Empathy is everything

Empathy is something that can create wholescale change for the better. Recent research from Catalyst, shows that employee engagement and innovation is boosted by around 40% if employees have an empathetic manager. Empathy forms the base for leaders and managers to treat each and every employee as an individual with unique experiences, outlooks and challenges.

“Most management training all focuses on function and HR – policies, procedures, and planning. But if managers can manage like coaches, with leaders becoming more empathetic and honing their listening skills to really hear what their staff members are saying, productivity goes through the roof,” emphasises Danielle.

As McKinsey & Company points out in its report: New leadership for a new era of thriving organizations, it starts with the embodiment of those values and qualities. It states: “Today’s leaders must move beyond their identity as professionals and show up as humans, with the courage to be, and to be seen as, their whole, best, authentic selves.”

But this empathy should also extend towards your customers and their own unique experience of your brand, with emphasis on your in-store experience.

Creating an inclusive store experience, from accessible and safe changing spaces to diversity on the shop floor, re-thinking store layouts and changes in product design, requires empathy and consideration.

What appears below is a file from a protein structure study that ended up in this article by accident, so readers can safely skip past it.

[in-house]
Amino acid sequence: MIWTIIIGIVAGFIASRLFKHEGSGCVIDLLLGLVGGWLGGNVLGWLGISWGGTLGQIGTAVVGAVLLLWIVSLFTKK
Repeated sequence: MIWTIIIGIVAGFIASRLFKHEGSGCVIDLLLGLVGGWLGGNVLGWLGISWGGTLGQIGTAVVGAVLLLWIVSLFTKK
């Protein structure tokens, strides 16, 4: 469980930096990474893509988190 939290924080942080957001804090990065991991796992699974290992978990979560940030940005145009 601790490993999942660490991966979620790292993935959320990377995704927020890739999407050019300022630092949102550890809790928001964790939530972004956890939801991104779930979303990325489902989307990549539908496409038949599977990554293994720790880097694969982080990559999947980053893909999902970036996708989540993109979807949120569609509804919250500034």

Measuring success

It’s important for retailers today to be measuring success tangibly. And while this may seem a little daunting, there are some creative ways that you can bring clarity and meaning to your measurement of diversity and inclusion agendas.

“Reverse mentoring is a great diversity and inclusion initiative that you can measure. Asking younger employees to teach older employees about their experiences and outlooks, and surveying staff annually, can give retailers clarity and create change,” says Sophie.   

“It’s important that diversity and inclusion becomes part of your business strategy. Another way to ensure this is to link your reward/bonus schemes to diversity and inclusion performance markers.

“We’ve also seen some retailers we work with create shadow board members to feedback on diversity and inclusion issues, so that the board receives anonymous and unbiased feedback on how well it is really doing.”

And there’s robust evidence that shows it’s good for businesses. McKinsey & Company reports a strong correlation between diversity in company leadership and financial outperformance. And data from Accenture also suggests that consumers will switch to retailers that are committed to diversity and inclusion.

Diversity and inclusion might seem like a treadmill that never turns off, but by starting with strong values and an ear for empathy, you’ll be well placed for success.

If you want to make changes to your in-store diversity and inclusion agenda, speak with our team on +31 (0) 88 494 20 80 or email us at

Ibo Toprak
Supply Chain planner / Logistic projects